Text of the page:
The one thing that can ruin a lovely summer evening is the buzz of mosquitoes. Those little pests seem to have a single goal in their lives, to irritate us beyond all reason.
However, you can use homemade mosquito candles to rid yourself of these nasty pests, as these candles contain essential oils which repel mosquitoes.
This candle making guide will detail the different oils you can use to make your own at home.
Homemade mosquito candles also known as citronella candles because most of the candles available in stores use citronella oil as a repellent.
However, other essential oils are effective in repelling mosquitoes as well, so you can change the scent of your candles for some variety.
The candle making techniques used for making mosquito candles are identical to making other candles. The difference is that you will be using different essential oils with mosquito repellant properties. You can use them on their own, in combination with citronella, or any of the other oils.
To begin, you will need wax, a wick, a double boiler and essential oils. If you want to make pillar candles you will also need a mold, or you can opt for bucket candles similar to those sold in stores. Bucket candles are usually better because the wax remains in the container and it continues to permeate the air with the insect repelling essential oils.
As with other types of candles, you will need to use and prepare the mold or bucket with a wick suitable for the wax you will be using. For a large bucket you may want to think about using more than just one wick.
To make a pillar mosquito candle, thread the wick through the hole in the mold, and then seal the hole with mold seal, pressing it down firmly to prevent the wax from leaking out of the mold. Place a cocktail stick or pencil on the top of the mold and wind the wick around it; this will help to keep the wick in a central position.
For a bucket candle or container candle, pour a tiny amount of melted wax in the bottom of the container, wait until its half set, then push the wick down into the wax.
Place the wax in a double boiler and heat to 180f (80c) add any dye you may be using along with your choice of essential oils.
Pour the wax into the mold. Making sure to keep the wick in place as you pour.
As paraffin wax cools it contracts and begins to sink, so once the wax is half set you will need to pierce the wax in several places. Then top up with more wax (heated to 180f (80f) if you are using a mold that you will need to remove your candle from, make sure you don't go over the original line of wax.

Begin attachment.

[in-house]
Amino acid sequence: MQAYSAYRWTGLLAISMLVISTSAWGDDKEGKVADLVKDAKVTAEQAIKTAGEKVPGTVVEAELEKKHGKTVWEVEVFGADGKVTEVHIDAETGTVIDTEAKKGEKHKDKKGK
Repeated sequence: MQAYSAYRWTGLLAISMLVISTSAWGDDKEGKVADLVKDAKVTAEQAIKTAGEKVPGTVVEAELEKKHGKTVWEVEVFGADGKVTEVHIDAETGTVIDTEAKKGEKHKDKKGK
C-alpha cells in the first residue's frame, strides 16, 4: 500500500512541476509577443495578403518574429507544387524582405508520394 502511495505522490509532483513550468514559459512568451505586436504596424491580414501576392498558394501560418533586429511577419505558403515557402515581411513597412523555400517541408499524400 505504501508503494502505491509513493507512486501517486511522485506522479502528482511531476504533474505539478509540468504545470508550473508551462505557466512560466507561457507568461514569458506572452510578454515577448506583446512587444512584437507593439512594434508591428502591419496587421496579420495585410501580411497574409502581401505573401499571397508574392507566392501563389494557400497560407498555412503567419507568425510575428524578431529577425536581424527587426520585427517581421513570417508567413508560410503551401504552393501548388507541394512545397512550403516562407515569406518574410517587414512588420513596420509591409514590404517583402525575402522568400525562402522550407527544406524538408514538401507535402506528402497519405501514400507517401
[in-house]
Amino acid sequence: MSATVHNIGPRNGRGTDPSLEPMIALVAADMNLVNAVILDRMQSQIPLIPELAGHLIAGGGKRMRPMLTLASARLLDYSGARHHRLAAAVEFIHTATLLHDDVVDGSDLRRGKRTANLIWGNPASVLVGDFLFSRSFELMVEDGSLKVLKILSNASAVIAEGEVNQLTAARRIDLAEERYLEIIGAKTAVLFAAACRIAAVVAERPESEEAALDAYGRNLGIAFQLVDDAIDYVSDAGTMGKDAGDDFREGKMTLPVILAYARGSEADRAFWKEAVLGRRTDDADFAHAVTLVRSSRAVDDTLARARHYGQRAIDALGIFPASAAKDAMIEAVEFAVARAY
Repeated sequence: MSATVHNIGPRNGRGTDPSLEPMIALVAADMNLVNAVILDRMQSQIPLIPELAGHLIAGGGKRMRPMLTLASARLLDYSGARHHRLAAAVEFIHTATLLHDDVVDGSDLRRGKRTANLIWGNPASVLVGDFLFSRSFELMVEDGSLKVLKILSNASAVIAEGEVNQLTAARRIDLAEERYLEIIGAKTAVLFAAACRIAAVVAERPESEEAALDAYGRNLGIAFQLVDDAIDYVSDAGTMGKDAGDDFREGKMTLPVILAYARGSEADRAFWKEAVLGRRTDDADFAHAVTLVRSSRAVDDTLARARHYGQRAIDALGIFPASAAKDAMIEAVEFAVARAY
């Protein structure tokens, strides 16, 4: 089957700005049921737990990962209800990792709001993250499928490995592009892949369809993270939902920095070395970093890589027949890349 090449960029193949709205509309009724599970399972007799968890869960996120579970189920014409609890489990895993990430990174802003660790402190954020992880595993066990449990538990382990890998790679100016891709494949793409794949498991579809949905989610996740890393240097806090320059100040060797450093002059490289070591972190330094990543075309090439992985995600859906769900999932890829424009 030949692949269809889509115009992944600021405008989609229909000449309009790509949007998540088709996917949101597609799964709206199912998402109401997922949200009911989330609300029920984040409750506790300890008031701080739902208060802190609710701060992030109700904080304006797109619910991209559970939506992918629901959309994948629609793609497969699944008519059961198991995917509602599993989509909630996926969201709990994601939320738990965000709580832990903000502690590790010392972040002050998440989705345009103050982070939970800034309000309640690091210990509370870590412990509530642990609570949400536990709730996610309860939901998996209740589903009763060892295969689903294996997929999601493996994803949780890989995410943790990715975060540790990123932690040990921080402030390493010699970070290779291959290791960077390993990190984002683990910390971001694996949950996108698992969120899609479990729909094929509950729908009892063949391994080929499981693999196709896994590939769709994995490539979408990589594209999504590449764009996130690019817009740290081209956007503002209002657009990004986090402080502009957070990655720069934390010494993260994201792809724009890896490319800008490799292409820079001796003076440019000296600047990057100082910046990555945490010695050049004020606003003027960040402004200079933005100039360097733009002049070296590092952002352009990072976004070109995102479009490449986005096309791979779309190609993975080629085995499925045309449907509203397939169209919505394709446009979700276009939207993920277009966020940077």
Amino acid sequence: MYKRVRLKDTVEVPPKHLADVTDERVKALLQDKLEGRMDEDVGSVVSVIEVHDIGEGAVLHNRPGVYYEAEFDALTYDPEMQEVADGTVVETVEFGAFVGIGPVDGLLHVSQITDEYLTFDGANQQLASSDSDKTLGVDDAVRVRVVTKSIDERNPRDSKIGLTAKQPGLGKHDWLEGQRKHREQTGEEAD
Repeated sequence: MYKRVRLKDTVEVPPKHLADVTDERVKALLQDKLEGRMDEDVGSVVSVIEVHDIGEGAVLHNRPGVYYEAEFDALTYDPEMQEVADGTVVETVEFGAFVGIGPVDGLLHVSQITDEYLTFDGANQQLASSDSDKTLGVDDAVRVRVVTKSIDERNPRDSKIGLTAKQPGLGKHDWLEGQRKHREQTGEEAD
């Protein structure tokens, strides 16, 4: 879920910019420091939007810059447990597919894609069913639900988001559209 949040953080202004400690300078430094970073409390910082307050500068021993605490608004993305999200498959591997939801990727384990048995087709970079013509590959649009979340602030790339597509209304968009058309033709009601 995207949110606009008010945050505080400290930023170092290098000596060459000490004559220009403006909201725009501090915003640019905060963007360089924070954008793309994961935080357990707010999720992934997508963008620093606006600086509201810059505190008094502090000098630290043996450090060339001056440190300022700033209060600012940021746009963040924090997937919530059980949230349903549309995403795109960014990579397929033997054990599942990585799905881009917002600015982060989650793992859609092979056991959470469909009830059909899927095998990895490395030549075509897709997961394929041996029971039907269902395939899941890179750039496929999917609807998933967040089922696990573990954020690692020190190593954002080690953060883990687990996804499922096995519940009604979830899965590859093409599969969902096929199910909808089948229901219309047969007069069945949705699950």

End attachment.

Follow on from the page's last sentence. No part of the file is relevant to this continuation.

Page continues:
A container or bucket candle made with paraffin wax will also need toping up, but you don't need to worry about the wax being to cool or going over the sides of the original wax line.
Allow the candle to harden for approximately a day and then it's ready to burn.
Now you can relax in peace in your backyard. Light your homemade mosquito candle in the evenings to provide a lovely ambient feel to your yard and keep the insects away at the same time.
The most frequently used essential oil in mosquito candles is citronella, which has a pleasant, citrus fragrance. Citronella is probably preferred because its insect repellent properties have been verified and confirmed by scientific research. However, this doesn't mean that it is the only efficient essential oil you can use.
Other frequently used essential oils that have been used efficiently in homemade mosquito candles include clove, cedar wood, lavender, eucalyptus, peppermint, rosemary, lemongrass and rose geranium. You can mix and match these different fragrances to create your own signature mosquito candles to suit your preferences while still repelling insects.
For example, some people may want to avoid citronella because it also appears to repel cats. If you have cats in your home, they may not appreciate the smell and avoid coming near the house while your candle is burning.
Candle making is so much fun because of the freedom you have to experiment. Even if you can find recipes for different essential oil mixes, most of the fun is in creating your own.
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Going to use these ideas for teaching next year...thank so much guys!
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